The Benefit You Get from Dynamic Tension is Relative to Your Muscle Strength


Here is another guideline for dynamic tension: The benefit one could get from the use of dynamic tension is directly proportional to your overall muscle power or to the amount of force your muscles can generate.  Note: For those who don’t know what we’re talking about, you can read about dynamic tension here.

That means that the stronger you already are, the stronger you can be by using dynamic tension and the stronger you already are, the greater hypertrophic benefits you can get from using dynamic tension.

Now why is that? Simple: because dynamic tension basically uses your own muscle as resistance to their opposing muscle group that you want to work out.  For example you want to work your triceps using dynamic tension – you do that by contracting your triceps (by moving your arms in a fashion like you’re doing a triceps extension but without weights) while you also flex your biceps therefore your biceps offer resistance to your triceps and vice versa and your biceps will also get a nice workout with that.

Now let’s say your biceps are able to generate 300lbs of force per contraction (that’s a little bit exaggerated but you get the point!); then that means doing dynamic tension for your triceps will be like lifting 300lbs, I hope you are seeing the beauty of that. That would be like lifting 300lbs in tricep extensions or close grip without the need for weights.

dynamic tension for biceps
dynamic tension for biceps and triceps

But the reason I singled this principle out is this: I see that most people think that they can get some decent growth by using dynamic tension EXCLUSIVELY!  That is impossible since if your muscles are not strong enough in the first place then they would not serve any good resistance, it will all be for naught. You will get some development yes but you can only go so far like limiting yourself to a certain pair of dumbbells and expect some serious growth to occur from working out with those again and again.

Dynamic tension is a good technique and is a great muscle shocker – no question about that. But you cannot expect to get serious development by relying on it exclusively. You can only get the most out of dynamic tension (and with lifting in general) if you would actually take time increasing your size and strength by using several different methods and utilizing a number of techniques into your regimen.

In relation to the above example, you will not get 300lbs resistance using dynamic tension with your triceps if you didn’t actually lift 300lbs in REAL weight with your biceps and/or vice versa.

So what can you say, people? Have you used dynamic tension in the past? How was it? Eat your eggs, people!

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3 thoughts on “The Benefit You Get from Dynamic Tension is Relative to Your Muscle Strength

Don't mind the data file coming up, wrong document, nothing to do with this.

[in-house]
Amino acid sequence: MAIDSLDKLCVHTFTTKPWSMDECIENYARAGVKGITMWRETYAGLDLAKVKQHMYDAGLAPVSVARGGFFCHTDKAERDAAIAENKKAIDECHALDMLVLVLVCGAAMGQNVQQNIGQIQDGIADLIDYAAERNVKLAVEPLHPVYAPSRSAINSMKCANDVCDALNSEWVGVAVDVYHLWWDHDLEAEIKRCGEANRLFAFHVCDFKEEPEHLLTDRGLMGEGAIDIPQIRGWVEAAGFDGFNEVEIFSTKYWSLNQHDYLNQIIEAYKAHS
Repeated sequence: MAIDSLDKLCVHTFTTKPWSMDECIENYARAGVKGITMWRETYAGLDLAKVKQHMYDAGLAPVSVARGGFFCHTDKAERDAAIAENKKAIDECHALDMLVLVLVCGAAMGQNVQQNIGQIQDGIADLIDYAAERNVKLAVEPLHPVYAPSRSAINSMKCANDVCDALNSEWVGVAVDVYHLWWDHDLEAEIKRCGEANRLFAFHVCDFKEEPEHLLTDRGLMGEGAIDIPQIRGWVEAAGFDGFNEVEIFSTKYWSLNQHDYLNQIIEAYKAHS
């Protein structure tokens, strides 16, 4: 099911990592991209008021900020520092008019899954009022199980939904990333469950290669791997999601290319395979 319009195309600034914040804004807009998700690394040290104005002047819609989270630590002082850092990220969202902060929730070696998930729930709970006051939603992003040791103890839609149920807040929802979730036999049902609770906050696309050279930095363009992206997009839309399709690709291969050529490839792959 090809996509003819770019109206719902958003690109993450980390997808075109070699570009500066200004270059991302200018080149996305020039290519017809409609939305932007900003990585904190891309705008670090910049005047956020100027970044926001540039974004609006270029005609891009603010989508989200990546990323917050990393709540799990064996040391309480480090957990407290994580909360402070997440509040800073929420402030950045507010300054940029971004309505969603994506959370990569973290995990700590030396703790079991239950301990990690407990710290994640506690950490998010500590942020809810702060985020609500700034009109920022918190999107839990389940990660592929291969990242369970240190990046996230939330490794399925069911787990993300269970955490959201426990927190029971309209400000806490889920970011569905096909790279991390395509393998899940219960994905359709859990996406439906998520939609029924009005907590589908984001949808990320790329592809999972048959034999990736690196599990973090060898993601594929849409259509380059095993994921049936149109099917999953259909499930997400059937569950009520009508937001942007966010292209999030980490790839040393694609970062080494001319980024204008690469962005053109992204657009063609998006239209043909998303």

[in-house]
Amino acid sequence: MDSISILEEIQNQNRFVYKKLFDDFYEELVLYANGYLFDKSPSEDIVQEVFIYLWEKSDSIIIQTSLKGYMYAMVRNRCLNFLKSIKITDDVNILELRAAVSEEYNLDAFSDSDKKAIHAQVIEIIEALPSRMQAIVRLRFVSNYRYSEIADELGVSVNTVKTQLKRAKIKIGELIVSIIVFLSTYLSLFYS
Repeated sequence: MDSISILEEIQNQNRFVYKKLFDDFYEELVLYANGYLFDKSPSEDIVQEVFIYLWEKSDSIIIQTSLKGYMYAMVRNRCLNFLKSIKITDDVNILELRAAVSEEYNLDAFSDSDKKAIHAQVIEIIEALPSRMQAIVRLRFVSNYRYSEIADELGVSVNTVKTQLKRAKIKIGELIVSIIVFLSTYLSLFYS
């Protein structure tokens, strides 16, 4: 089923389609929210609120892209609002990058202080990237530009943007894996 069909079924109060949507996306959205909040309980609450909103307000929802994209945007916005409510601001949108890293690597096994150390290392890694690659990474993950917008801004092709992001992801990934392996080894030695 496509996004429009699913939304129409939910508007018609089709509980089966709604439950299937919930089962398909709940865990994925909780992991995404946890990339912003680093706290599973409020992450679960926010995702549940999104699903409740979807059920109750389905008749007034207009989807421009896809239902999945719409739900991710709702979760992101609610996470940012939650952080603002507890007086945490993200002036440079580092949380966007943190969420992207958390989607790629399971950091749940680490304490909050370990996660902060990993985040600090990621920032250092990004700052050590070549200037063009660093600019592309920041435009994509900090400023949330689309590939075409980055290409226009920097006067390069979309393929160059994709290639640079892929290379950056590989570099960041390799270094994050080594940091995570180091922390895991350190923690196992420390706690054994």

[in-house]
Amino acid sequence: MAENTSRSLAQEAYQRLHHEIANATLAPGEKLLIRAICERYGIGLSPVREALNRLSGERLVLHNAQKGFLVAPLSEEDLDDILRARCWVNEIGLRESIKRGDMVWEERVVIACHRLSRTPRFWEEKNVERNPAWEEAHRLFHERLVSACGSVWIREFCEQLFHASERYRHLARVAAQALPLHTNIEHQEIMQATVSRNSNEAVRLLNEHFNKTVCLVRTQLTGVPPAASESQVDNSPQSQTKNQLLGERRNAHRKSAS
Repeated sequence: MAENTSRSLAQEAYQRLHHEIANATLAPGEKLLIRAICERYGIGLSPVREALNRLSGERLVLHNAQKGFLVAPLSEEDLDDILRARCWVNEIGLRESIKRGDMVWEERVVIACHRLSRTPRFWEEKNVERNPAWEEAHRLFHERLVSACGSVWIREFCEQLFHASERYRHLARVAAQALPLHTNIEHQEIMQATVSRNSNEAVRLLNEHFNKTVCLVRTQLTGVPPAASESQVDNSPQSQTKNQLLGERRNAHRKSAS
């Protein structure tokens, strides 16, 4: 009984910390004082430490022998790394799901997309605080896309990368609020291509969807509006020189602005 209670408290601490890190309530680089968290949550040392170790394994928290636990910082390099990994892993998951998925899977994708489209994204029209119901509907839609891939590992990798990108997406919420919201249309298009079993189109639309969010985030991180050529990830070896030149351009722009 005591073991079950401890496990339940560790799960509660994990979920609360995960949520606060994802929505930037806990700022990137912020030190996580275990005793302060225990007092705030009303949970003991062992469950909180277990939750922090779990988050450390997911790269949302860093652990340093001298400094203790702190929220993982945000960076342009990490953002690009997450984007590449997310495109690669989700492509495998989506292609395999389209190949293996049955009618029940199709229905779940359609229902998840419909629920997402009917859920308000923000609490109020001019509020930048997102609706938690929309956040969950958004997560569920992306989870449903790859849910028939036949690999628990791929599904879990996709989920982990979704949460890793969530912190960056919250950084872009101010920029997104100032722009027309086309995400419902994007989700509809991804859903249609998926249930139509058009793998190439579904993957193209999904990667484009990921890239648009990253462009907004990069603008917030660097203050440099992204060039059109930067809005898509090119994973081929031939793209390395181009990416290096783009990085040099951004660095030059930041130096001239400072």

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  2. I’m interested in dynamic tension, but after reading up on it, I’m still very confused. Some say the generating max tension on say, a chest pushing exercise is the equivalent of maxing out on bench press. Many say it’s a great way to build strength, but it won’t come with any gains in size (why exactly, is this the case?). And, the analogy used here, likening dynamic tension with the same set of dumbbells each time, also appears to break down if you can actually get stronger from doing dynamic tension (and if so, then the dumbbell would be periodically increasing). I guess, I just don’t understand the difference between how your muscles respond to external vs internal resistance, and if there isn’t a significant difference, why wouldn’t dynamic tension be an overall better workout (safer, more efficient, etc). Or, perhaps dynamic tension offers a unique set of benefits that is largely different from weight training (nervous system or something like that)? Thank you for the informative article, and any advice you have to offer would be much appreciated.

    1. Each type of exercise offers a unique benefit.

      Dynamic tension has its unique benefit.

      Dynamic tension is essentially an isometric exercise.

      It can lead to better physical fitness but it will NOT MAKE YOU HUGE!!!!

      Becoming huge is one of the “unique benefit” you get from lifting in the gym (correctly). Getting strong is dependeent. Getting strong where?
      DT will help you condition certain muscle groups but ultimately there is a universal lifting law , check out LIFTING FUNDAMENTAL PRICIPLE:

      The Specificity Principle
      If you never did bench presses- you will never be strong in bench presses even if you always do smith machine presses and heavy dumbbell presses.
      The most important point of this principle is that each and every move involves different dynamics and fires different sets of muscles (stabilizers, protagonist, and antagonists) and fires them at different angles at different moves even though they seem so similar. Even a change in hand position can make huge differences.

      The key is to do a variety of moves and perform the exercises that are specific to your goal.

      The only reason I recommend DT is for gym downtimes, but preferably I would have you hitting the gym off course. Another tip is to incorporate DT to your reps by doing isomtric contractions in the middle of the rep.
      I hope that helps!!

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